• Increases your chances of experiencing heart attacks and strokes
  • Weakens your immunity
  • Increases your anxiety
  • Increases your odds of developing depression
  • Shortens your lifespan
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Who is at Risk of Becoming an “Angry Drunk?”

Anyone can feel anger when they are drunk or sober. However, some people are more likely than others to be angry when drinking alcohol.

Ultimately, nobody knows what comes first⁠—anger or alcohol use disorder (AUD). The answer varies from person to person. However, some studies have been done to better understand who is more at risk.

Studies show that people who abuse alcohol are more likely to be abusive to their family members, including children.10 Children who grow up around domestic violence are more likely to abuse drugs and alcohol as teens and adults. This creates a cycle of alcohol use and violence.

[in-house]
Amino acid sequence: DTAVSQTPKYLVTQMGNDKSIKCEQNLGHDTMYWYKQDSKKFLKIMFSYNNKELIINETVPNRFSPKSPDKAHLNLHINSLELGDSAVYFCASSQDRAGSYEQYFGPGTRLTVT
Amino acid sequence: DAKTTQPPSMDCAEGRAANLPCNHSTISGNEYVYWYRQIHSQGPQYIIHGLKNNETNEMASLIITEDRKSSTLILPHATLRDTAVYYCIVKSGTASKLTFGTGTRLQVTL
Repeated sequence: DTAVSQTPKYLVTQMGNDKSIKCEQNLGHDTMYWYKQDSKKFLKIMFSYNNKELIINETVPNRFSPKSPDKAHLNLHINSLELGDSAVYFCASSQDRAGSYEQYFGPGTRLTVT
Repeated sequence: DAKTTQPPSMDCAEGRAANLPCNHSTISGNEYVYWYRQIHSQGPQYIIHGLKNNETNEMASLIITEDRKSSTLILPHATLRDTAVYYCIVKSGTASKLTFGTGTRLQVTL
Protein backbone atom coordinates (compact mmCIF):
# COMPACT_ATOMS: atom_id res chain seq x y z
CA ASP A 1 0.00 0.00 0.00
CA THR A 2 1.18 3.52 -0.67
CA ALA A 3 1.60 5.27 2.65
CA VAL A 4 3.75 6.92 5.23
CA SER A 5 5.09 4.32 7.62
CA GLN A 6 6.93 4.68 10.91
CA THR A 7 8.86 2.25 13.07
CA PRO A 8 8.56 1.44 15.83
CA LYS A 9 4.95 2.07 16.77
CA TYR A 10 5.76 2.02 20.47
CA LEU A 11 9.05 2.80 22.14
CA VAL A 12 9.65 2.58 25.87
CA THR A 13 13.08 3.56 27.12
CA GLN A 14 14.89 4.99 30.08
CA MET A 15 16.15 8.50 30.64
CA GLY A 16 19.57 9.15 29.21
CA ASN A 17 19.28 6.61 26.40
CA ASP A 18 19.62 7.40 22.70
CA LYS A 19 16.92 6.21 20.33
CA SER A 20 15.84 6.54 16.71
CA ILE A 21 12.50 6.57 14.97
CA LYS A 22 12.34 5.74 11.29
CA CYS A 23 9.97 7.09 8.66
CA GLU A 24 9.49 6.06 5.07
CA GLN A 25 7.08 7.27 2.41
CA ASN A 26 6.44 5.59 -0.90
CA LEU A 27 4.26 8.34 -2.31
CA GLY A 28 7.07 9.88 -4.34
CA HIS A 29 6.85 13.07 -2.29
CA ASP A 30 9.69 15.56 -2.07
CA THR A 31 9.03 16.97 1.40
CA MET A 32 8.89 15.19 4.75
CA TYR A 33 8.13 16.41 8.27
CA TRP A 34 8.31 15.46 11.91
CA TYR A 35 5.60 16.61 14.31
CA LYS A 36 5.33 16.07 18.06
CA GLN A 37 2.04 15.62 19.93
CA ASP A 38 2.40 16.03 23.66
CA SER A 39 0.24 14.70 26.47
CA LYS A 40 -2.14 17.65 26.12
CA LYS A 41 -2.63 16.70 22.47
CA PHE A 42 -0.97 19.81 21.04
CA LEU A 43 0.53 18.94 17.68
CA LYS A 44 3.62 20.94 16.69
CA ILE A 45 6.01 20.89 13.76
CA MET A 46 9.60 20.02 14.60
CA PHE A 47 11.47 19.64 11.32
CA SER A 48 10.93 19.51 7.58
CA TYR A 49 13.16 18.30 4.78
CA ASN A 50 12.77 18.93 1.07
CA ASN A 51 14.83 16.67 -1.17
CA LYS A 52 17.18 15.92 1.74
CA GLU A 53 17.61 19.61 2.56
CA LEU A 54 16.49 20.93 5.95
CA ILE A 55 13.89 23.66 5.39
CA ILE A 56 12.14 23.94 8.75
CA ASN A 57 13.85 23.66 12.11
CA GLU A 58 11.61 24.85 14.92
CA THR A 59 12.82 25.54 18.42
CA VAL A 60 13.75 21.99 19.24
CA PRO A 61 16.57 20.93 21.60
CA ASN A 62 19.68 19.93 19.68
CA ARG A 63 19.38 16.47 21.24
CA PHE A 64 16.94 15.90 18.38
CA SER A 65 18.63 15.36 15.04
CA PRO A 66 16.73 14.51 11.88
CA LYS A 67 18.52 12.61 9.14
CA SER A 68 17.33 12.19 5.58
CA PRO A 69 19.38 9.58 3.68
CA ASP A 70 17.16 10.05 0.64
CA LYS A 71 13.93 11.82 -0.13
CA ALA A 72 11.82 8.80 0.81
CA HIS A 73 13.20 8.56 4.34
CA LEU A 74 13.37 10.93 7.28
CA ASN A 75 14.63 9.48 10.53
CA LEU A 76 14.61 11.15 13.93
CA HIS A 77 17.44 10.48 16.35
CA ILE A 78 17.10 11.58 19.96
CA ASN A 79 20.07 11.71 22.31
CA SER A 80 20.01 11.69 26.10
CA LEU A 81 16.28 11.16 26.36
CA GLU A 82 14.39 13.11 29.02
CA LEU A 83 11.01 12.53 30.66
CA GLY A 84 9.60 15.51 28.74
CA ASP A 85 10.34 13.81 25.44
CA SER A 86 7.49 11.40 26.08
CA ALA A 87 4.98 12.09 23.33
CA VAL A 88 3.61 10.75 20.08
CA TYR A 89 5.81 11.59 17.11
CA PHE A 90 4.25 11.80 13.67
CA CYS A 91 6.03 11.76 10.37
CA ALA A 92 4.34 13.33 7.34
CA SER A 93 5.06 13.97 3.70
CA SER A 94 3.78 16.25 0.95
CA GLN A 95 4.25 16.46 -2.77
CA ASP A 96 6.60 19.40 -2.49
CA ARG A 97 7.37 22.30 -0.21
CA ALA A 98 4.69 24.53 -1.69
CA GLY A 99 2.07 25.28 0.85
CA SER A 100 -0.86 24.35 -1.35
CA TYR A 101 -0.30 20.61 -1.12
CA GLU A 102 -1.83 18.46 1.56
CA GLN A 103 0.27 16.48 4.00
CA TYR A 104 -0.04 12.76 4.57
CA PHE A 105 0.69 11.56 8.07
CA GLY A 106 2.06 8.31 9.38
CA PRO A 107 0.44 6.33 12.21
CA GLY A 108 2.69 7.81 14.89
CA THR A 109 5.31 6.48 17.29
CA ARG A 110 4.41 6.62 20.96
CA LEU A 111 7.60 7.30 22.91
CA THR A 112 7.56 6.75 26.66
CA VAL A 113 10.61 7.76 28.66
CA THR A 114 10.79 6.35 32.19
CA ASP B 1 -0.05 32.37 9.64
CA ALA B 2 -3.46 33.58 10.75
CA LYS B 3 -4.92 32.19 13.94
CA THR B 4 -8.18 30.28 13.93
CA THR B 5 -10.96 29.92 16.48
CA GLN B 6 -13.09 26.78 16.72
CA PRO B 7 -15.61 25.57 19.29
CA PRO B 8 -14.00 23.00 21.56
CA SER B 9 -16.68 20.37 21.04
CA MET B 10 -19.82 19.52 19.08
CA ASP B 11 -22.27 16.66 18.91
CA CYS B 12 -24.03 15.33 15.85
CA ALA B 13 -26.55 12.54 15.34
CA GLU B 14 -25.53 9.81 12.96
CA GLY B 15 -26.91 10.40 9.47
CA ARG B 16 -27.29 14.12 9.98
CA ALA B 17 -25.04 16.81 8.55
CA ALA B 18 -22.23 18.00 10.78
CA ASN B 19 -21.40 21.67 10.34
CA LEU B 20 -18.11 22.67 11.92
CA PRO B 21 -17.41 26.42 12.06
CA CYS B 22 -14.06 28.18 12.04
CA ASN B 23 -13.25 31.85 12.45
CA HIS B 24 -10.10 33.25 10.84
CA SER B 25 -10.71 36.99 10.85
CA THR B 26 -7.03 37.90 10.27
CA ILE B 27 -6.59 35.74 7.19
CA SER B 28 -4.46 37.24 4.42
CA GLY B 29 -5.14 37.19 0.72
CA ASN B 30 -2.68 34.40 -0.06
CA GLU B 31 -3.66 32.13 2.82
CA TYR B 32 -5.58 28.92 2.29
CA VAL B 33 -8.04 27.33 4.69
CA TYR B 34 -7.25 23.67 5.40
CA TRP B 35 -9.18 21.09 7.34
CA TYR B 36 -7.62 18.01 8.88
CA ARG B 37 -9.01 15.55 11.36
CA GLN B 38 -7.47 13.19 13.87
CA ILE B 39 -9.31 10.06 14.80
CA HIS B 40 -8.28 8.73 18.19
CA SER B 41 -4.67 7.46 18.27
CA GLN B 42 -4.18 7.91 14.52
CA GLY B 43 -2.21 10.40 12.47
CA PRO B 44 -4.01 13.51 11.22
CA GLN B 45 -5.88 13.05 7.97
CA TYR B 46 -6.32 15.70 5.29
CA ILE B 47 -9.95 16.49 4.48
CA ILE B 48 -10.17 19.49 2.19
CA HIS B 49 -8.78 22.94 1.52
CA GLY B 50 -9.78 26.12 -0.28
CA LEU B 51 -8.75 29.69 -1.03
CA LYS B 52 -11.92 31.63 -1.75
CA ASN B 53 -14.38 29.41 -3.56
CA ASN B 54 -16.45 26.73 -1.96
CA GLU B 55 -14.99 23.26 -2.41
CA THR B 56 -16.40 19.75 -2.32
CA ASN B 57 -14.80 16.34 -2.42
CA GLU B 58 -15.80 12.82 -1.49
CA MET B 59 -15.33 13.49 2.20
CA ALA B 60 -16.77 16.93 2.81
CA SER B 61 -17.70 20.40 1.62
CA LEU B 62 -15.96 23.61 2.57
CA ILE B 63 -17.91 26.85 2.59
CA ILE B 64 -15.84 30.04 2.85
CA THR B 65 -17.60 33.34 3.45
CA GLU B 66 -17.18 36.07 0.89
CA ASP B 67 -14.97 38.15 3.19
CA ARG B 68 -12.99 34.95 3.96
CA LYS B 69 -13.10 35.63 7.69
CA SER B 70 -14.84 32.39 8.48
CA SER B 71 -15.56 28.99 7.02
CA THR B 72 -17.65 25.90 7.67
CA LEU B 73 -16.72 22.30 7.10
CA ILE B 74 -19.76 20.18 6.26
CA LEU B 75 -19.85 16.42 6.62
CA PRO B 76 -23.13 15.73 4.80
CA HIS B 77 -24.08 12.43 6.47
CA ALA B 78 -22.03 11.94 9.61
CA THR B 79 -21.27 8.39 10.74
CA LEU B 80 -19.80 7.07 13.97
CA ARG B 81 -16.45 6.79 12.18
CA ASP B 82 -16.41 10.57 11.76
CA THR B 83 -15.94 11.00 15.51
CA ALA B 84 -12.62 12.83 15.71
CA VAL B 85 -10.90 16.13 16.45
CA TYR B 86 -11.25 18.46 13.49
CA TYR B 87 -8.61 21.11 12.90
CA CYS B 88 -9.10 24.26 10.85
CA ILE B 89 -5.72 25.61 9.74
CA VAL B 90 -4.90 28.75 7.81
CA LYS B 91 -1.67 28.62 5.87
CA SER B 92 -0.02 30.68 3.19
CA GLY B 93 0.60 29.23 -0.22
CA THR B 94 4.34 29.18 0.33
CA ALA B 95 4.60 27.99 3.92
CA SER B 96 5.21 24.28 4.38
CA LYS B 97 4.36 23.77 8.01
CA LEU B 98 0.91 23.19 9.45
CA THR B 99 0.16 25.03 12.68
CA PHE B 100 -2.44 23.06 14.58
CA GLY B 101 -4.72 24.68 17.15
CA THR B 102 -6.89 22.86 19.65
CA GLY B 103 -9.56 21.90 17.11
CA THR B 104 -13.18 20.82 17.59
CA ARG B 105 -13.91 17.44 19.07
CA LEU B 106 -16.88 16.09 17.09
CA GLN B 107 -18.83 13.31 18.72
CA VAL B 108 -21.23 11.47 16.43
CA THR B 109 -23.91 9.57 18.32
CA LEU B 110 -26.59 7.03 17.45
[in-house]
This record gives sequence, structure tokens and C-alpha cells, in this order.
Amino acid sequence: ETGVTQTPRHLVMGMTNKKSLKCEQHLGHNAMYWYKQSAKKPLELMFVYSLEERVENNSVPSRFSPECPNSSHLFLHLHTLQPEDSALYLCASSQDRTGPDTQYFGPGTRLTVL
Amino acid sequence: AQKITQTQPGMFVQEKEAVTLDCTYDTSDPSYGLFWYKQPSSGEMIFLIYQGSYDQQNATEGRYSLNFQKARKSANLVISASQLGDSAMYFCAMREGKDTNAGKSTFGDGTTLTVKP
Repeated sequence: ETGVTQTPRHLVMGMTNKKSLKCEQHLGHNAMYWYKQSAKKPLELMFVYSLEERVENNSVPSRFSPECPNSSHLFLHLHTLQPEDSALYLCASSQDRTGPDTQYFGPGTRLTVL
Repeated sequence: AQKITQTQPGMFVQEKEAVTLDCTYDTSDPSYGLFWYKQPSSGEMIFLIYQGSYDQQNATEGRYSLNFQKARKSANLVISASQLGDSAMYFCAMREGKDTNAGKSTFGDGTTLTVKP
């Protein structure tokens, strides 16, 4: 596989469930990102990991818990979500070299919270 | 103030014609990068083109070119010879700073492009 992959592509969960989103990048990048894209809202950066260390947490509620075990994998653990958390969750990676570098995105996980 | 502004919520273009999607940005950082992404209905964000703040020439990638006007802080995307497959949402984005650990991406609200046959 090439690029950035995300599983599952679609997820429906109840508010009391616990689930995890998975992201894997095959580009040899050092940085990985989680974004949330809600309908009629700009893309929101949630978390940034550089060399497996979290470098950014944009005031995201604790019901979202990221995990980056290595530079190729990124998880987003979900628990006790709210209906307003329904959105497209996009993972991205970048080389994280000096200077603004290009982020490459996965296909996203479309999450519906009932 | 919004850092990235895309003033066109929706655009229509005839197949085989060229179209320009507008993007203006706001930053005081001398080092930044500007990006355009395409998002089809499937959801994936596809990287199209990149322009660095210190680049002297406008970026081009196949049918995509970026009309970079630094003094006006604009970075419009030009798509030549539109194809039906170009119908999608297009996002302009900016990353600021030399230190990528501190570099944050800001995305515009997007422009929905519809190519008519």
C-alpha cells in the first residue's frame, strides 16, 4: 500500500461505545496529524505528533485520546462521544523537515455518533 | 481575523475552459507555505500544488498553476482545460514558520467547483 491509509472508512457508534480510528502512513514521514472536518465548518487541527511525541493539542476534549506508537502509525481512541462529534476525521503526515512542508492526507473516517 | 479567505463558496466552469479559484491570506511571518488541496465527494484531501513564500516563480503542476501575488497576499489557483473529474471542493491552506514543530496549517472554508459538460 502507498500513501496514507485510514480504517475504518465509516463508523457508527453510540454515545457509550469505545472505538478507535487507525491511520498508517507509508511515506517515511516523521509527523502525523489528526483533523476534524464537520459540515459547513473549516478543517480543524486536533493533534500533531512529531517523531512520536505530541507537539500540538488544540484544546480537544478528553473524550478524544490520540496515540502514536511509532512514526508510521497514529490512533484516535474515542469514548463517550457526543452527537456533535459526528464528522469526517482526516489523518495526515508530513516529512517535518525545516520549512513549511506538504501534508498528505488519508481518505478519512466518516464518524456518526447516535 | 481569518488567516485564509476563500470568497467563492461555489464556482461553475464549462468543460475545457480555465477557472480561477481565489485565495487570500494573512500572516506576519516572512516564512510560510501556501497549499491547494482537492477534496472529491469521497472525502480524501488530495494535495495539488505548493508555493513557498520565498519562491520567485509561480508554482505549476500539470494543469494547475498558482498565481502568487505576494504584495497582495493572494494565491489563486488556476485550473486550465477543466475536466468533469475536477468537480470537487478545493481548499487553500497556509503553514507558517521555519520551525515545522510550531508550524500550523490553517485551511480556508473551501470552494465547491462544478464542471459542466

There is also a theory that the disinhibition that alcohol creates raises the risk of violent behavior. Heavy drinkers are more likely to engage in risky behavior, which includes being violent and acting out hostile emotions, often against a loved one.

Additionally, there is evidence that chemical and biological factors play a role. People with higher levels of testosterone are more likely to be aggressive. That likelihood increases when they consume alcohol.

Another study found that people who focus on the present moment tend to be angrier alcoholics.1 They don’t consider the consequences of their actions, so they’ll act on their anger without regard to what will happen in the future.